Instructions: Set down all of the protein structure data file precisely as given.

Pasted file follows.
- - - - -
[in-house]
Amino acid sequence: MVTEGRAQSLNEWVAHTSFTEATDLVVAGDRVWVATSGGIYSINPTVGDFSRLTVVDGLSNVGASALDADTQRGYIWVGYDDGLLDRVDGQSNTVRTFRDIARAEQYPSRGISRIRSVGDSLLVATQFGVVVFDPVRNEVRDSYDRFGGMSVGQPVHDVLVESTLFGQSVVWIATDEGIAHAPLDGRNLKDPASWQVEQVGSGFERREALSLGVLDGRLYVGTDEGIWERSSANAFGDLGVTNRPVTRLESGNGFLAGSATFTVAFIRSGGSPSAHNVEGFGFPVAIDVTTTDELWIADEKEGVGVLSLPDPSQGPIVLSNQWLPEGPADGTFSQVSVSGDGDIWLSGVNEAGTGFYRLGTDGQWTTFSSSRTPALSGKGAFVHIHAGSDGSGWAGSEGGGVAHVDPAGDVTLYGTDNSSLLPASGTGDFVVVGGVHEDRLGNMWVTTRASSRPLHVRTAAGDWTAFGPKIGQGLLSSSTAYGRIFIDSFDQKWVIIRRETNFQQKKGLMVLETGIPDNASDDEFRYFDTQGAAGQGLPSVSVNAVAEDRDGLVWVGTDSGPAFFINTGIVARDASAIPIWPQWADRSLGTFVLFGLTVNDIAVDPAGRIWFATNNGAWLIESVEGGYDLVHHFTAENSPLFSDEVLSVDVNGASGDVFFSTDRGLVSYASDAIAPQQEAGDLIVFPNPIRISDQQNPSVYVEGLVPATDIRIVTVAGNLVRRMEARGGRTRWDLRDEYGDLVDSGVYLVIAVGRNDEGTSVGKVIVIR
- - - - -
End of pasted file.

[in-house]
Amino acid sequence: MVTEGRAQSLNEWVAHTSFTEATDLVVAGDRVWVATSGGIYSINPTVGDFSRLTVVDGLSNVGASALDADTQRGYIWVGYDDGLLDRVDGQSNTVRTFRDIARAEQYPSRGISRIRSVGDSLLVATQFGVVVFDPVRNEVRDSYDRFGGMSVGQPVHDVLVESTLFGQSVVWIATDEGIAHAPLDGRNLKDPASWQVEQVGSGFERREALSLGVLDGRLYVGTDEGIWERSSANAFGDLGVTNRPVTRLESGNGFLAGSATFTVAFIRSGGSPSAHNVEGFGFPVAIDVTTTDELWIADEKEGVGVLSLPDPSQGPIVLSNQWLPEGPADGTFSQVSVSGDGDIWLSGVNEAGTGFYRLGTDGQWTTFSSSRTPALSGKGAFVHIHAGSDGSGWAGSEGGGVAHVDPAGDVTLYGTDNSSLLPASGTGDFVVVGGVHEDRLGNMWVTTRASSRPLHVRTAAGDWTAFGPKIGQGLLSSSTAYGRIFIDSFDQKWVIIRRETNFQQKKGLMVLETGIPDNASDDEFRYFDTQGAAGQGLPSVSVNAVAEDRDGLVWVGTDSGPAFFINTGIVARDASAIPIWPQWADRSLGTFVLFGLTVNDIAVDPAGRIWFATNNGAWLIESVEGGYDLVHHFTAENSPLFSDEVLSVDVNGASGDVFFSTDRGLVSYASDAIAPQQEAGDLIVFPNPIRISDQQNPSVYVEGLVPATDIRIVTVAGNLVRRMEARGGRTRWDLRDEYGDLVDSGVYLVIAVGRNDEGTSVGKVIVIR